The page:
I originally picked up on these lectures from TED and thought they were great. The idea isn’t to be right or wrong but to be able to think for yourself and argue your point of view – exactly what education should be.
The other thing I liked about it was that I found myself fleeting between choices depending on the scenarios because the ethics and morals are not always the same despite the outcome being consistent.
So here are my answers to the questions Michael poses:
- Given the choice of crashing into one person vs five I would choose the one because I would be minimising loss of live. But when you have the opportunity to save five by killing one innocent bystander to save five I wouldn’t because I’m not directly involved in the situation, merely observing it and therefore interfering by killing someone seems wrong.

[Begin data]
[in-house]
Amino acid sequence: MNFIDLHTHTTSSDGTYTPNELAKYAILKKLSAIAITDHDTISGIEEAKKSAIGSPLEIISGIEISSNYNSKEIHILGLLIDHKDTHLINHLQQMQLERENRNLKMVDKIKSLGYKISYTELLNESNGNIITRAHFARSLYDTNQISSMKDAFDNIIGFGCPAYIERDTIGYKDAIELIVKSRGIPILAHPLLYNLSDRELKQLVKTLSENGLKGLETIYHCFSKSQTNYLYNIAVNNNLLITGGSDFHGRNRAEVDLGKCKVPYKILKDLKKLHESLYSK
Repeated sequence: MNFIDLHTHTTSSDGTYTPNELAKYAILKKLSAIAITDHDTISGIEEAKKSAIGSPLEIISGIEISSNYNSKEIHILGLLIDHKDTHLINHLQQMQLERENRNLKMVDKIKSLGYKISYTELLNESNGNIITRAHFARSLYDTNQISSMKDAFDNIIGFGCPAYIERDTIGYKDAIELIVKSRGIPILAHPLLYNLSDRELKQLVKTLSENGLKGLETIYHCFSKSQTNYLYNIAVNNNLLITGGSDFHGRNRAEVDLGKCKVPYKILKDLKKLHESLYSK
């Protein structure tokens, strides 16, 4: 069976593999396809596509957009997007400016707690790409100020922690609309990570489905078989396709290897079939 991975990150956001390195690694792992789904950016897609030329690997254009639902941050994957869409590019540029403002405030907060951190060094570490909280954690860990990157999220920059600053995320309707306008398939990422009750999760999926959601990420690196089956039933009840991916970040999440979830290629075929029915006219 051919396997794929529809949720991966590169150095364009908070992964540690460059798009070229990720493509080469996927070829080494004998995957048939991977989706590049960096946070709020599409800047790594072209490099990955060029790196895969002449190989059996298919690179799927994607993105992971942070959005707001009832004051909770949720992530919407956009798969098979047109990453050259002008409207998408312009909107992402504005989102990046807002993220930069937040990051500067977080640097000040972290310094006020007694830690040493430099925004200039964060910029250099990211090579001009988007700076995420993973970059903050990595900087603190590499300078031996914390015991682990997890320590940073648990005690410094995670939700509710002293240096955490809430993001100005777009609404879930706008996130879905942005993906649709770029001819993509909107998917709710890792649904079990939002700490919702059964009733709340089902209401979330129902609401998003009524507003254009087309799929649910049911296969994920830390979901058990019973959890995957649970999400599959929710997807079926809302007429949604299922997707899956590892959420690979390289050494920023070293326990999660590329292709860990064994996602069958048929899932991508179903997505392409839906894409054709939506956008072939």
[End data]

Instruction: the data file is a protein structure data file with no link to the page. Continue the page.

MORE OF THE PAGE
- If I was a doctor, I could not kill a healthy person for the sake of 5
- I would be for the prosecution on the sailors’ dilemma on the basis that it was deceitful murder. However, were consent obtained prior to the act (or a lottery) then I would’ve been for the defense. Again, the outcome hasn’t changed but the circumstances change my views on it.
Really interesting subject and I’ll post the rest of the lectures in weeks to come.